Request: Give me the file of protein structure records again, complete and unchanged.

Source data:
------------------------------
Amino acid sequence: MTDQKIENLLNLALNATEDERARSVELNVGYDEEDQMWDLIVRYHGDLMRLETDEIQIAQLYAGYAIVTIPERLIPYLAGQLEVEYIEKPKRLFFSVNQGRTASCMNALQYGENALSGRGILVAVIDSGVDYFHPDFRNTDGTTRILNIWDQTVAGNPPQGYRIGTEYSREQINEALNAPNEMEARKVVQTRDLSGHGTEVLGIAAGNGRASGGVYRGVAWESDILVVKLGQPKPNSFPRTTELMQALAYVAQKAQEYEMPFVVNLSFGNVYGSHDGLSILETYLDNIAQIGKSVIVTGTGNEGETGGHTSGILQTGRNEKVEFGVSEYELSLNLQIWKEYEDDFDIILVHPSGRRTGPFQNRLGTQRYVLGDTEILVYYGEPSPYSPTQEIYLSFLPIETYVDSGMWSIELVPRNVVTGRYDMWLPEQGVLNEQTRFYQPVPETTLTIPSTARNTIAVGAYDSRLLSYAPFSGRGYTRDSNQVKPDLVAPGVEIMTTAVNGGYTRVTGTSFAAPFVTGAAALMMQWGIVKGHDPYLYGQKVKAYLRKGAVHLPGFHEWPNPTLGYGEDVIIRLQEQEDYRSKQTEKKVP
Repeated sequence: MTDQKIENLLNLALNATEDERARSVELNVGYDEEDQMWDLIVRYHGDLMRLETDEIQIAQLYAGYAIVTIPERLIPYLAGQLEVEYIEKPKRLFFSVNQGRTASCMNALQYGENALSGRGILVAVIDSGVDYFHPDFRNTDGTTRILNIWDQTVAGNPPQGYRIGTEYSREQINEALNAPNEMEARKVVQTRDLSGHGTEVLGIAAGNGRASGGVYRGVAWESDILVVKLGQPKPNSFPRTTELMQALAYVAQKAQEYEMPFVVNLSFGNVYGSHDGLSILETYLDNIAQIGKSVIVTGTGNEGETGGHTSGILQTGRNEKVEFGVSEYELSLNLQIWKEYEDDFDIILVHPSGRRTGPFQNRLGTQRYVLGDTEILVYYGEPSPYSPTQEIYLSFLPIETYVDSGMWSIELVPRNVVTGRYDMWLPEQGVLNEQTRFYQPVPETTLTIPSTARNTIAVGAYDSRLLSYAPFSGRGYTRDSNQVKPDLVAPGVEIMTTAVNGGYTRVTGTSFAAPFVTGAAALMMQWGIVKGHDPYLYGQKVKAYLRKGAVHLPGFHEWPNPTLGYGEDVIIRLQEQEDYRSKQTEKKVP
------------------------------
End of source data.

Amino acid sequence: MTDQKIENLLNLALNATEDERARSVELNVGYDEEDQMWDLIVRYHGDLMRLETDEIQIAQLYAGYAIVTIPERLIPYLAGQLEVEYIEKPKRLFFSVNQGRTASCMNALQYGENALSGRGILVAVIDSGVDYFHPDFRNTDGTTRILNIWDQTVAGNPPQGYRIGTEYSREQINEALNAPNEMEARKVVQTRDLSGHGTEVLGIAAGNGRASGGVYRGVAWESDILVVKLGQPKPNSFPRTTELMQALAYVAQKAQEYEMPFVVNLSFGNVYGSHDGLSILETYLDNIAQIGKSVIVTGTGNEGETGGHTSGILQTGRNEKVEFGVSEYELSLNLQIWKEYEDDFDIILVHPSGRRTGPFQNRLGTQRYVLGDTEILVYYGEPSPYSPTQEIYLSFLPIETYVDSGMWSIELVPRNVVTGRYDMWLPEQGVLNEQTRFYQPVPETTLTIPSTARNTIAVGAYDSRLLSYAPFSGRGYTRDSNQVKPDLVAPGVEIMTTAVNGGYTRVTGTSFAAPFVTGAAALMMQWGIVKGHDPYLYGQKVKAYLRKGAVHLPGFHEWPNPTLGYGEDVIIRLQEQEDYRSKQTEKKVP
Repeated sequence: MTDQKIENLLNLALNATEDERARSVELNVGYDEEDQMWDLIVRYHGDLMRLETDEIQIAQLYAGYAIVTIPERLIPYLAGQLEVEYIEKPKRLFFSVNQGRTASCMNALQYGENALSGRGILVAVIDSGVDYFHPDFRNTDGTTRILNIWDQTVAGNPPQGYRIGTEYSREQINEALNAPNEMEARKVVQTRDLSGHGTEVLGIAAGNGRASGGVYRGVAWESDILVVKLGQPKPNSFPRTTELMQALAYVAQKAQEYEMPFVVNLSFGNVYGSHDGLSILETYLDNIAQIGKSVIVTGTGNEGETGGHTSGILQTGRNEKVEFGVSEYELSLNLQIWKEYEDDFDIILVHPSGRRTGPFQNRLGTQRYVLGDTEILVYYGEPSPYSPTQEIYLSFLPIETYVDSGMWSIELVPRNVVTGRYDMWLPEQGVLNEQTRFYQPVPETTLTIPSTARNTIAVGAYDSRLLSYAPFSGRGYTRDSNQVKPDLVAPGVEIMTTAVNGGYTRVTGTSFAAPFVTGAAALMMQWGIVKGHDPYLYGQKVKAYLRKGAVHLPGFHEWPNPTLGYGEDVIIRLQEQEDYRSKQTEKKVP